North Korea declares victory over Covid-19, reveals Kim suffered fever
SEOUL, Aug 11 (Reuters) - North Korea's Kim Jong Un declared victory in the battle against Covid-19 on Thursday, with the leader's sister revealing he had suffered from fever and vowing "deadly retaliation" against South Korea which it blames for causing the outbreak.
Kim ordered a lifting of maximum anti-epidemic measures imposed in May, adding that North Korea must maintain a “steel-strong anti-epidemic barrier and intensifying the anti-epidemic work until the end of the global health crisis,” according to a report by state news agency KCNA.
North Korea has never confirmed how many people caught Covid-19, apparently lacking testing supplies. It had instead reported daily numbers of fever patients, which totalled some 4.77 million, but has registered no new such cases since July 29.
Kim’s sister, Kim Yo Jong, said the young leader himself had suffered from fever symptoms, according to KCNA, indicating for the first time that he might have been infected with the virus.
“Even though he was seriously ill with a high fever, he could not lie down for a moment thinking about the people he had to take care of until the end in the face of the anti-epidemic war,” she said in remarks at a meeting on Wednesday to review the country’s anti-epidemic responses.
She did not elaborate on Kim’s health, but blamed leaflets from South Korea found near the border for causing the outbreak.
North Korean defectors and activists in the South had for decades sent balloons carrying anti-Pyongyang leaflets to the North, alongside food, medicine, money and other items.
Kim Yo Jong criticised Seoul’s new government of President Yoon Suk-yeol for seeking to lift a 2020 ban on those campaigns, calling it an “invariable principal enemy.”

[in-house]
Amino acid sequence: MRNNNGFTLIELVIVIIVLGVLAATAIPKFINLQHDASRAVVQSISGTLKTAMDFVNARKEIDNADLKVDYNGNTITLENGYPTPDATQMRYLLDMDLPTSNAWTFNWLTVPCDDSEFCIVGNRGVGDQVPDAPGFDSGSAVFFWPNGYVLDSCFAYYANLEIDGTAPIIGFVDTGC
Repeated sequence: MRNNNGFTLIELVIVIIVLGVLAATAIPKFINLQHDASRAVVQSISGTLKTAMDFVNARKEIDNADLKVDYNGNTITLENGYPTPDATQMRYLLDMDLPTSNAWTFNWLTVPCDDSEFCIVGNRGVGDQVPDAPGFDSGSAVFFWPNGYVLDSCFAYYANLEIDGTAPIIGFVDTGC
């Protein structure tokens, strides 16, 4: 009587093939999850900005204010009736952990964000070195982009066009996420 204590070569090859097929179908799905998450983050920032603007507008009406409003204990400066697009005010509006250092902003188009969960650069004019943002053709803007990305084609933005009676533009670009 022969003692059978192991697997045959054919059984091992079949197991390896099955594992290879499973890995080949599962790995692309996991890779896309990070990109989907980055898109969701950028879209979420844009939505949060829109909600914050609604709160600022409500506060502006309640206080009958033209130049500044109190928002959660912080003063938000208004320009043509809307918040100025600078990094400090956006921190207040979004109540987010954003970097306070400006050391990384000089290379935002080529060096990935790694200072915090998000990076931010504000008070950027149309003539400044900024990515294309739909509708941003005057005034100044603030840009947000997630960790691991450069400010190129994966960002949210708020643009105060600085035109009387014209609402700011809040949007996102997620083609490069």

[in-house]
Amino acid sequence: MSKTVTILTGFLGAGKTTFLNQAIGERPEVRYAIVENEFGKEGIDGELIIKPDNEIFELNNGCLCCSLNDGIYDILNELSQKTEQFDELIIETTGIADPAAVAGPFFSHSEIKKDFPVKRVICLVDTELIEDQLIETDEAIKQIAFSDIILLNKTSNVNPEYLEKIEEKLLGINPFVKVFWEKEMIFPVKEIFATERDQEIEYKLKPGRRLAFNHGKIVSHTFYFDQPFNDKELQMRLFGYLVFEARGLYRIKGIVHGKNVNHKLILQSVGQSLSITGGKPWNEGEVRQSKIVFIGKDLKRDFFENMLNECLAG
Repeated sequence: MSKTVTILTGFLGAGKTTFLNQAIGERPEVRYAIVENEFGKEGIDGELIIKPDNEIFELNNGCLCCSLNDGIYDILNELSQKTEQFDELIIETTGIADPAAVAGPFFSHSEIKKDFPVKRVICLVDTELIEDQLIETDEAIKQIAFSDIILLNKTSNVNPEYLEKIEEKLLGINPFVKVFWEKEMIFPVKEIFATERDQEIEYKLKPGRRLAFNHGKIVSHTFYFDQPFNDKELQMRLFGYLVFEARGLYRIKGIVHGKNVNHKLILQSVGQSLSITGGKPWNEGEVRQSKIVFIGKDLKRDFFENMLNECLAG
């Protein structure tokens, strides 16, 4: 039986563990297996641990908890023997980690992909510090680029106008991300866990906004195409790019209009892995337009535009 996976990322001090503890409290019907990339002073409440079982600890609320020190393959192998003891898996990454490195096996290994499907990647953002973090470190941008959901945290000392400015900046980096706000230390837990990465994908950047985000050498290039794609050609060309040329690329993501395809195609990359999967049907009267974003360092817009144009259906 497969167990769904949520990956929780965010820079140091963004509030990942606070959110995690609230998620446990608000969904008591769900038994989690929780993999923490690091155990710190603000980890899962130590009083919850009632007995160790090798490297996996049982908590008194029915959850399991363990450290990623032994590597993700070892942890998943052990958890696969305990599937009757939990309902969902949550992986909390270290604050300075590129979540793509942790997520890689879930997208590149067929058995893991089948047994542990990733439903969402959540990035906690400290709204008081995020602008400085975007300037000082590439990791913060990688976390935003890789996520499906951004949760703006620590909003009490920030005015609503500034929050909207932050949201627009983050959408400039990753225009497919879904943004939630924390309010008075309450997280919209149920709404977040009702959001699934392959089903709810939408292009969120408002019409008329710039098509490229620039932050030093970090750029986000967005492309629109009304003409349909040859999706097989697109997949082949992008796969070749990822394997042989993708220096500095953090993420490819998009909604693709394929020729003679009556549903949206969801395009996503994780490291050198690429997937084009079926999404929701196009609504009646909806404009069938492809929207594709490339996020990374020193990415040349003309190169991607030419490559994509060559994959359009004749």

“We can no longer overlook the uninterrupted influx of rubbish from South Korea,” she said, threatening to “wipe out” Seoul’s authorities. “Our countermeasure must be a deadly retaliatory one.”
South Korea’s Unification Ministry expressed regret over North Korea’s claim that letters from defectors were responsible for the Covid-19 outbreak and the threats Pyongyang made, South Korea’s Yonhap news agency reported.
Analysts said although the authoritarian North has used the pandemic to tighten social controls, its victory declaration could be a prelude to restoring trade hampered by border lockdowns and other restrictions.
Observers have also said it may clear the way for the North to conduct its first nuclear weapon test since 2017.
“The meeting seems primarily aimed at fostering unity among the people, but could also be to send a message to China that they’re Covid-free and ready to restart trade,” said Yang Moo-jin, a professor at the University of North Korean Studies in Seoul.
North Korea’s official death rate of 0.0016%, or 74 out of some 4.77 million, is an “unprecedented miracle,” anti-Covid chief Ri Chung Gil told the meeting.
The World Health Organization has cast doubts on North Korea’s claims, saying in June the situation could be getting worse.
“Whatever the truth behind the numbers, this is the story being told to the North Korean citizens. And right now the numbers are telling them that the epidemic is over,” said Martyn Williams, a researcher with the U.S.-based 38 North Project, who has been tracking North Korean case reports.
Like other countries, North Korea is likely balancing the need for control – whether for political or medical reasons – with public fatigue over restrictions, he said.
“As of Wednesday evening, state TV was still showing 100% mask wearing in public activities but the longer cases remain at zero, I think the greater the public will question the continued limitations on their lives,” Williams said.
Pyongyang’s declaration of victory over Covid-19 comes despite no known vaccine programme. Instead, the country says it relied on lockdowns, homegrown medicine treatments, and what Kim called the “advantageous Korean-style socialist system.”
By Hyonhee Shin and Josh Smith
(Reporting by Hyonhee Shin and Josh Smith; Editing by Stephen Coates and Lincoln Feast.)
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